Once a budgie is a few weeks old, you will be able to tell the sex of the bird by looking at its cere (the nose and nostril area). In normal circumstances, a hen’s is brown, and a cock’s is blue. The hen’s cere becomes enlarged and scaly during the breeding season, and the male’s becomes a darker shade of blue. Simple!
…But there are a few complications. Hens sometimes have a light blue cere, when their breeding hormone levels are low. It will also be this colour, or white with just a hint of blue, if the bird is ill. In the wild the female’s cere is light blue, turning brown during the nesting season. In young hens, the cere is a light blue with white around the nostrils.
Cock birds, although nearly always sporting a blue cere, may have a brown or brownish-pink one if his breeding hormones dip, or if he is ill. An ill male may develop a yellow-greenish tinge around the nostrils too. In immature cock budgies the cere is a blueish pink or light purple.
Budgie ceres - blue for a cock, brown for a hen
Some budgie types are harder to sex. Albino, Lutino and Mottled birds, for example, have off-white, light pink or bluish pink ceres, and males of some of the pied varieties have light pink, blueish pink or white ones. With hundreds of variations on the basic types mentioned in the Budgie types section (above), there is always a chance that your bird will have an ‘ambiguous’ cere colour. In 90% of cases, however, the brown-or-blue rule applies.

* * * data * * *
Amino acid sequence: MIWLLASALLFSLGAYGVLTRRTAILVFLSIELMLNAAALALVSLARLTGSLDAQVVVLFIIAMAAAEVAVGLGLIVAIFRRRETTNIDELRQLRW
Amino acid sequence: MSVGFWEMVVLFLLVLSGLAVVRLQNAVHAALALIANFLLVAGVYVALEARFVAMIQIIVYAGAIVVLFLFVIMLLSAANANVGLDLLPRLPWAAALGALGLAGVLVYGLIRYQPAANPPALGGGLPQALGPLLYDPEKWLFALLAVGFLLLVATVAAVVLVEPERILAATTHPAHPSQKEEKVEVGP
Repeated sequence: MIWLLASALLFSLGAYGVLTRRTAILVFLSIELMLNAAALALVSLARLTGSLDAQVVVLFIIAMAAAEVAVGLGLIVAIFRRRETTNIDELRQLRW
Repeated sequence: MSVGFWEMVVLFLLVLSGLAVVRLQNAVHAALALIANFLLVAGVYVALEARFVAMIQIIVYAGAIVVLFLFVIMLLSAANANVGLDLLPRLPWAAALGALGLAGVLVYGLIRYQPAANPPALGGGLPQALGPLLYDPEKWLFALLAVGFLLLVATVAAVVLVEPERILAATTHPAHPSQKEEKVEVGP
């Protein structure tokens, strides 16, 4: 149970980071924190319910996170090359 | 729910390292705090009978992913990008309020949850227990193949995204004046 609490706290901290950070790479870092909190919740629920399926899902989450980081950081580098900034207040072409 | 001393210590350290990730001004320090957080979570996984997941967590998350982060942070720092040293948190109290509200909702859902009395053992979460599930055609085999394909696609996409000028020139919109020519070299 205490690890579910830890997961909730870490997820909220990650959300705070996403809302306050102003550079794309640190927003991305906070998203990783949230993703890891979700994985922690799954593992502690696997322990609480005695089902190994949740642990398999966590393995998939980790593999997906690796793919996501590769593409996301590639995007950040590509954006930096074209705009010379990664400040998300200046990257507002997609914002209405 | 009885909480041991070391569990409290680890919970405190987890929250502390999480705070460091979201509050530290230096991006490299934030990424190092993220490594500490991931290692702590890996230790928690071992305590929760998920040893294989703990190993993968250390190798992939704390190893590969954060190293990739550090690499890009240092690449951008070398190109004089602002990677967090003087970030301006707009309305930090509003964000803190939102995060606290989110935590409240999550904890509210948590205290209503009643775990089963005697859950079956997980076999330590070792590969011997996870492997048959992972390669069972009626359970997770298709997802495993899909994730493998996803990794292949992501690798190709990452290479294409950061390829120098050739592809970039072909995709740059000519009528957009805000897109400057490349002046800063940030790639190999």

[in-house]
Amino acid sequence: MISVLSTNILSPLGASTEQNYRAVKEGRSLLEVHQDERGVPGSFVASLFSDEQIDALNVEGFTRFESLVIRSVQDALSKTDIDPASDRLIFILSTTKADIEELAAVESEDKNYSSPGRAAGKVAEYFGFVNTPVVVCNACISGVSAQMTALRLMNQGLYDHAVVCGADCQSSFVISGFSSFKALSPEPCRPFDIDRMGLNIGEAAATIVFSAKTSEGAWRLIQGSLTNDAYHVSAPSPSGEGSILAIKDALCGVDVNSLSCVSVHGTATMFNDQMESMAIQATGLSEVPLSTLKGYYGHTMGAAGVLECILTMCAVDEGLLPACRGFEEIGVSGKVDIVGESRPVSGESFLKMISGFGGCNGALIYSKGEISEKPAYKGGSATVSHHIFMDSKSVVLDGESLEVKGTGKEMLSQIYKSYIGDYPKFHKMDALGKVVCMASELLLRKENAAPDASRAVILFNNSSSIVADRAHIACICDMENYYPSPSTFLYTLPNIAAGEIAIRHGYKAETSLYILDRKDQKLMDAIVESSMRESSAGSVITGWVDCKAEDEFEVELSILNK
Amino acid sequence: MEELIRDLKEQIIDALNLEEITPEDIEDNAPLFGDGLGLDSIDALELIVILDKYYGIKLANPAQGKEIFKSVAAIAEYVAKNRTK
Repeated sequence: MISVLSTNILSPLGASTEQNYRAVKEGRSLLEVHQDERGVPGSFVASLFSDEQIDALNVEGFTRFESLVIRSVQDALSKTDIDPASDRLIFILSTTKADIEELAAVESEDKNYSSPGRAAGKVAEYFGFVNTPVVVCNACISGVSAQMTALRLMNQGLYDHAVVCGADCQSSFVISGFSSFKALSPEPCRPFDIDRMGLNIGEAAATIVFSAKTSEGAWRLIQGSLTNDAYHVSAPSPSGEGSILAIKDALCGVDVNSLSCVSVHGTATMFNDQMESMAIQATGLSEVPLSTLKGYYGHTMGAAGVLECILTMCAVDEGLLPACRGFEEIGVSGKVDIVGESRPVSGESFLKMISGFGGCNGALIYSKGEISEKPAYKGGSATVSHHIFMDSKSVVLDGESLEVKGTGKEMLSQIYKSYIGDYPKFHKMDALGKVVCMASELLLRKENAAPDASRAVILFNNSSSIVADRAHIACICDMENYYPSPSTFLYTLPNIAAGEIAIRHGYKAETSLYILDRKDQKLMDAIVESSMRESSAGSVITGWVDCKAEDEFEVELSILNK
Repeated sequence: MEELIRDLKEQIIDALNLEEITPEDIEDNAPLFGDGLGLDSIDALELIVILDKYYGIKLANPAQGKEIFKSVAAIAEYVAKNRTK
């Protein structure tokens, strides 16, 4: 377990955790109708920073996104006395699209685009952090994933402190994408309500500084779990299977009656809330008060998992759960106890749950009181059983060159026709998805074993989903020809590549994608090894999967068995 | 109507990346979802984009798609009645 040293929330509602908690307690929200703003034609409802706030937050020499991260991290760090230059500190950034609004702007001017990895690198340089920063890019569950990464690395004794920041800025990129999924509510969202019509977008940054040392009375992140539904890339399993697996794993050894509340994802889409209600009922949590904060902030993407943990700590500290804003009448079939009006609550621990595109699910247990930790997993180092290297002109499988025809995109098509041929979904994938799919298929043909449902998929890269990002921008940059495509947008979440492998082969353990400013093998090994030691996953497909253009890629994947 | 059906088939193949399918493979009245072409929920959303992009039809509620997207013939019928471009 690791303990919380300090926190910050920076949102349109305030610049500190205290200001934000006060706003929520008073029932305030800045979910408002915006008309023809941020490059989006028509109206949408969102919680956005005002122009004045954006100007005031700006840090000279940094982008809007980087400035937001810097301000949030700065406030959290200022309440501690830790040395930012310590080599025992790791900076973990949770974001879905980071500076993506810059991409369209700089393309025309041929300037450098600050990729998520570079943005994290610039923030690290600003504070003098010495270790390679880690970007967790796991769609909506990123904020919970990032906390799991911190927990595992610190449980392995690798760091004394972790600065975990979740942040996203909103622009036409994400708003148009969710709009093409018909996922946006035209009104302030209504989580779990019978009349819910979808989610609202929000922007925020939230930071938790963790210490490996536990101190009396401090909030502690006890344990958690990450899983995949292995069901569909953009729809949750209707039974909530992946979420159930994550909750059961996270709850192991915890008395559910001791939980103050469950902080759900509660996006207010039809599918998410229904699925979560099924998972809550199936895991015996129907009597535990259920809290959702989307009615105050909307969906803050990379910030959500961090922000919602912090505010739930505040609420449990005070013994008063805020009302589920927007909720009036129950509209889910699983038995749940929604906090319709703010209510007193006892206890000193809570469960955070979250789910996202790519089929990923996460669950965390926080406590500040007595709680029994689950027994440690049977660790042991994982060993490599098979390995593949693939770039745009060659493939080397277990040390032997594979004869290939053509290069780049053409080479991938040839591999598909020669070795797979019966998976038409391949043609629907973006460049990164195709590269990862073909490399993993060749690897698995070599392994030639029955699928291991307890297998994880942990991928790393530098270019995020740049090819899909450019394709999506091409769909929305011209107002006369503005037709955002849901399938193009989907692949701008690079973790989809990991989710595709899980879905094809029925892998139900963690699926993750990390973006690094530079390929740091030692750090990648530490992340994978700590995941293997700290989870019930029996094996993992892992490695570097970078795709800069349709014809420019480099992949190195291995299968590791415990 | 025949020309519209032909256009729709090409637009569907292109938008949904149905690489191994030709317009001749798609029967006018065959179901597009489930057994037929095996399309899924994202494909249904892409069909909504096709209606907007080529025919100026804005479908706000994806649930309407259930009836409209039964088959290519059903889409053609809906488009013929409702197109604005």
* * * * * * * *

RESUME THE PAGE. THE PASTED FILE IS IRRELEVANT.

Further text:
In spite of these complications, cere colour is still the easiest way of sexing budgies. There are a few gender-related differences in voice and behaviour, too; but these are not as consistently ‘male’ and ‘female’ as cere colour. If you inherit an adult bird of unknown sex and with an ambiguous cere, watch out for bonding behaviour – any excessive head-bobbing is likely to be a male, and any excessive squawking, rather than chirruping and singing, is probably female.
Young Budgie Sexes
Younger birds of all types are harder to sex than adults. By three weeks old, cocks have a blueish-pink cere, sometimes verging on lilac, and females have a blueish white one, usually with pure white around the nostrils. If the young birds belong to the Albino and Lutino group, you won’t be able to sex them without an internal examination – which is something you should never attempt in any circumstances. Time will deliver the answer, and there is no need to interfere with the bird during its early weeks.